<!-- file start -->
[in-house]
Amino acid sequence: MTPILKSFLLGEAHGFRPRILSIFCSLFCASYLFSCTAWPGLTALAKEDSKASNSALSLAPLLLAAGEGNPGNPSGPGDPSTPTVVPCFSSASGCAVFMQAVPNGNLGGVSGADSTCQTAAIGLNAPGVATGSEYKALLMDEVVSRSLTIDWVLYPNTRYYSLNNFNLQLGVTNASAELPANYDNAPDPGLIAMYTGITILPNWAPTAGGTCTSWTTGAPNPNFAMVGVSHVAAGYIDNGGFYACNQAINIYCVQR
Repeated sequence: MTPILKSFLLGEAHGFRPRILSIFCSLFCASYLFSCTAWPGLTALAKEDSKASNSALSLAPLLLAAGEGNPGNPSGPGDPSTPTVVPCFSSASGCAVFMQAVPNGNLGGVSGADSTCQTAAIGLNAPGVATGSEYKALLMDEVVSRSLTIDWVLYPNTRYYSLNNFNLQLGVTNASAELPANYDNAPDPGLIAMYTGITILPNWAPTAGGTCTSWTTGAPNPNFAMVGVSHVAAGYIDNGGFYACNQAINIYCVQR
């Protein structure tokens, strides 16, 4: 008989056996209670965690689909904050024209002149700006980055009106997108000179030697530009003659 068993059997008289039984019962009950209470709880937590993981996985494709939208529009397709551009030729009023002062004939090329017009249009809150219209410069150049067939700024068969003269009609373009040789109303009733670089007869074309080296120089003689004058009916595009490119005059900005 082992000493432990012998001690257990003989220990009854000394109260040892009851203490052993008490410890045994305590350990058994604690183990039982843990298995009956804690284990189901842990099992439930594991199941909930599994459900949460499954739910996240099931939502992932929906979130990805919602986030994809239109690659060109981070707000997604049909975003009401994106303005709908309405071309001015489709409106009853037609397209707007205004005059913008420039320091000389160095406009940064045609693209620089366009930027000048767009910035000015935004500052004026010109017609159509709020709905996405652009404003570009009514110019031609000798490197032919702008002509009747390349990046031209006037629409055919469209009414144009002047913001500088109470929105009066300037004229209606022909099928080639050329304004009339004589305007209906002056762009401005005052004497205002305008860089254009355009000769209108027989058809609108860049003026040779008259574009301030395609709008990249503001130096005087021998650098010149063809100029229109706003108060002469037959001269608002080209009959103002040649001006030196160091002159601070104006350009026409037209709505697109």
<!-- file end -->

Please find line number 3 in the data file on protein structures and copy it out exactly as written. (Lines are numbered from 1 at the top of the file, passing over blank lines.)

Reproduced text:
Repeated sequence: MTPILKSFLLGEAHGFRPRILSIFCSLFCASYLFSCTAWPGLTALAKEDSKASNSALSLAPLLLAAGEGNPGNPSGPGDPSTPTVVPCFSSASGCAVFMQAVPNGNLGGVSGADSTCQTAAIGLNAPGVATGSEYKALLMDEVVSRSLTIDWVLYPNTRYYSLNNFNLQLGVTNASAELPANYDNAPDPGLIAMYTGITILPNWAPTAGGTCTSWTTGAPNPNFAMVGVSHVAAGYIDNGGFYACNQAINIYCVQR